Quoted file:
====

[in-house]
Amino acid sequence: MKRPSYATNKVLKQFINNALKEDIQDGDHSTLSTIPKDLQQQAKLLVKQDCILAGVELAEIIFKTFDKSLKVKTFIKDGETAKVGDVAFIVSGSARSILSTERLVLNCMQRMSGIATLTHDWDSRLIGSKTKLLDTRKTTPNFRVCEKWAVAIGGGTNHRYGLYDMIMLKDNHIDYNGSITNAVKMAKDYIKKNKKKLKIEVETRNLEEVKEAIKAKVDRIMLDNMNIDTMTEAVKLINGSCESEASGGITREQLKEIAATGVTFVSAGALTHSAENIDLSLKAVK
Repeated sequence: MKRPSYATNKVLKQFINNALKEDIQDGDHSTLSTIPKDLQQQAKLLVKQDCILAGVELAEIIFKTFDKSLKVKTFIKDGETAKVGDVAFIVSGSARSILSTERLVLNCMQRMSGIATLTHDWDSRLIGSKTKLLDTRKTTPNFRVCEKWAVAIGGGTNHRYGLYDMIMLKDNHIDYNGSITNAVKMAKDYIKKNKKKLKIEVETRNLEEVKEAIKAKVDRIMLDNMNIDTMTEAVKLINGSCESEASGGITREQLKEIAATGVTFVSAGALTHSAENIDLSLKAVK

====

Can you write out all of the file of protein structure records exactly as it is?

[in-house]
Amino acid sequence: MKRPSYATNKVLKQFINNALKEDIQDGDHSTLSTIPKDLQQQAKLLVKQDCILAGVELAEIIFKTFDKSLKVKTFIKDGETAKVGDVAFIVSGSARSILSTERLVLNCMQRMSGIATLTHDWDSRLIGSKTKLLDTRKTTPNFRVCEKWAVAIGGGTNHRYGLYDMIMLKDNHIDYNGSITNAVKMAKDYIKKNKKKLKIEVETRNLEEVKEAIKAKVDRIMLDNMNIDTMTEAVKLINGSCESEASGGITREQLKEIAATGVTFVSAGALTHSAENIDLSLKAVK
Repeated sequence: MKRPSYATNKVLKQFINNALKEDIQDGDHSTLSTIPKDLQQQAKLLVKQDCILAGVELAEIIFKTFDKSLKVKTFIKDGETAKVGDVAFIVSGSARSILSTERLVLNCMQRMSGIATLTHDWDSRLIGSKTKLLDTRKTTPNFRVCEKWAVAIGGGTNHRYGLYDMIMLKDNHIDYNGSITNAVKMAKDYIKKNKKKLKIEVETRNLEEVKEAIKAKVDRIMLDNMNIDTMTEAVKLINGSCESEASGGITREQLKEIAATGVTFVSAGALTHSAENIDLSLKAVK